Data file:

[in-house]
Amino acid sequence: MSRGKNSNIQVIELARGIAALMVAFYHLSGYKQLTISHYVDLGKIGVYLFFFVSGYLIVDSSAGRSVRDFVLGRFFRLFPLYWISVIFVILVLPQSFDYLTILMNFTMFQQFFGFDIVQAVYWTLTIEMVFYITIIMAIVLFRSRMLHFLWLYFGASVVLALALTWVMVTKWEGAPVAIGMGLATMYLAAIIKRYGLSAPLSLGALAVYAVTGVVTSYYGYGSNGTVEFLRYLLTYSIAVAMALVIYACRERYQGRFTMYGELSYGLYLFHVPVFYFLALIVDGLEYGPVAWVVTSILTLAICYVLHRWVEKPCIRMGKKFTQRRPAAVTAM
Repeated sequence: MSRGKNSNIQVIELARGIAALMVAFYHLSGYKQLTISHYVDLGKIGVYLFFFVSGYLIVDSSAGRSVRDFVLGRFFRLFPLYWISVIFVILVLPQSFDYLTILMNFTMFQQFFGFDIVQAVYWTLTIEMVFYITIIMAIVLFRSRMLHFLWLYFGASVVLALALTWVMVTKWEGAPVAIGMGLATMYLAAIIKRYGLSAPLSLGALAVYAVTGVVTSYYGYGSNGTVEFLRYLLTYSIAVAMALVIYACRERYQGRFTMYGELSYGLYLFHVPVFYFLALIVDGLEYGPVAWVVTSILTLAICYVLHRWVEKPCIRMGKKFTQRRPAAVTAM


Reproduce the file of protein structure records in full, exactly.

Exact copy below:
[in-house]
Amino acid sequence: MSRGKNSNIQVIELARGIAALMVAFYHLSGYKQLTISHYVDLGKIGVYLFFFVSGYLIVDSSAGRSVRDFVLGRFFRLFPLYWISVIFVILVLPQSFDYLTILMNFTMFQQFFGFDIVQAVYWTLTIEMVFYITIIMAIVLFRSRMLHFLWLYFGASVVLALALTWVMVTKWEGAPVAIGMGLATMYLAAIIKRYGLSAPLSLGALAVYAVTGVVTSYYGYGSNGTVEFLRYLLTYSIAVAMALVIYACRERYQGRFTMYGELSYGLYLFHVPVFYFLALIVDGLEYGPVAWVVTSILTLAICYVLHRWVEKPCIRMGKKFTQRRPAAVTAM
Repeated sequence: MSRGKNSNIQVIELARGIAALMVAFYHLSGYKQLTISHYVDLGKIGVYLFFFVSGYLIVDSSAGRSVRDFVLGRFFRLFPLYWISVIFVILVLPQSFDYLTILMNFTMFQQFFGFDIVQAVYWTLTIEMVFYITIIMAIVLFRSRMLHFLWLYFGASVVLALALTWVMVTKWEGAPVAIGMGLATMYLAAIIKRYGLSAPLSLGALAVYAVTGVVTSYYGYGSNGTVEFLRYLLTYSIAVAMALVIYACRERYQGRFTMYGELSYGLYLFHVPVFYFLALIVDGLEYGPVAWVVTSILTLAICYVLHRWVEKPCIRMGKKFTQRRPAAVTAM